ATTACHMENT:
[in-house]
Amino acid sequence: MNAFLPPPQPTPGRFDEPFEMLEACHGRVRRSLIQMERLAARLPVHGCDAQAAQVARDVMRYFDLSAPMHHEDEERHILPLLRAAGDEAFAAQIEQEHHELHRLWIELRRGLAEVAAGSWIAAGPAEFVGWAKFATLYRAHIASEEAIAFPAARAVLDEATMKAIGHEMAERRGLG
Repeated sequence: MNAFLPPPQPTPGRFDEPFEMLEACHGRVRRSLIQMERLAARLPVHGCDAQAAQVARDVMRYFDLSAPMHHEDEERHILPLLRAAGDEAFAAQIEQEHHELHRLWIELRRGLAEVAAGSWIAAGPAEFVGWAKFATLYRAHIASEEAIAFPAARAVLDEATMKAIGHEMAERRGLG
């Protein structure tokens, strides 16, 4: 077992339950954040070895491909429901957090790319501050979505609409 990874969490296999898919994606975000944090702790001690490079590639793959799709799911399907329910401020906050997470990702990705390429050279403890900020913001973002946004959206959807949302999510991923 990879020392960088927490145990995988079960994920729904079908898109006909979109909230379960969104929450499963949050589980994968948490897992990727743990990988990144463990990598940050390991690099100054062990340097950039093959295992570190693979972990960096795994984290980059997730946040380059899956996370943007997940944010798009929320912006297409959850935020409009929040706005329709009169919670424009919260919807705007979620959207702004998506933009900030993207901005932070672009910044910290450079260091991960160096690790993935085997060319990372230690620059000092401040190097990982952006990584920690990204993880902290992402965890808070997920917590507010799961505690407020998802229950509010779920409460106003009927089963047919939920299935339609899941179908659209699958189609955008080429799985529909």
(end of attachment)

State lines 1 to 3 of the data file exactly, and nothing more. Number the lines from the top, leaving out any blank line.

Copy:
[in-house]
Amino acid sequence: MNAFLPPPQPTPGRFDEPFEMLEACHGRVRRSLIQMERLAARLPVHGCDAQAAQVARDVMRYFDLSAPMHHEDEERHILPLLRAAGDEAFAAQIEQEHHELHRLWIELRRGLAEVAAGSWIAAGPAEFVGWAKFATLYRAHIASEEAIAFPAARAVLDEATMKAIGHEMAERRGLG
Repeated sequence: MNAFLPPPQPTPGRFDEPFEMLEACHGRVRRSLIQMERLAARLPVHGCDAQAAQVARDVMRYFDLSAPMHHEDEERHILPLLRAAGDEAFAAQIEQEHHELHRLWIELRRGLAEVAAGSWIAAGPAEFVGWAKFATLYRAHIASEEAIAFPAARAVLDEATMKAIGHEMAERRGLG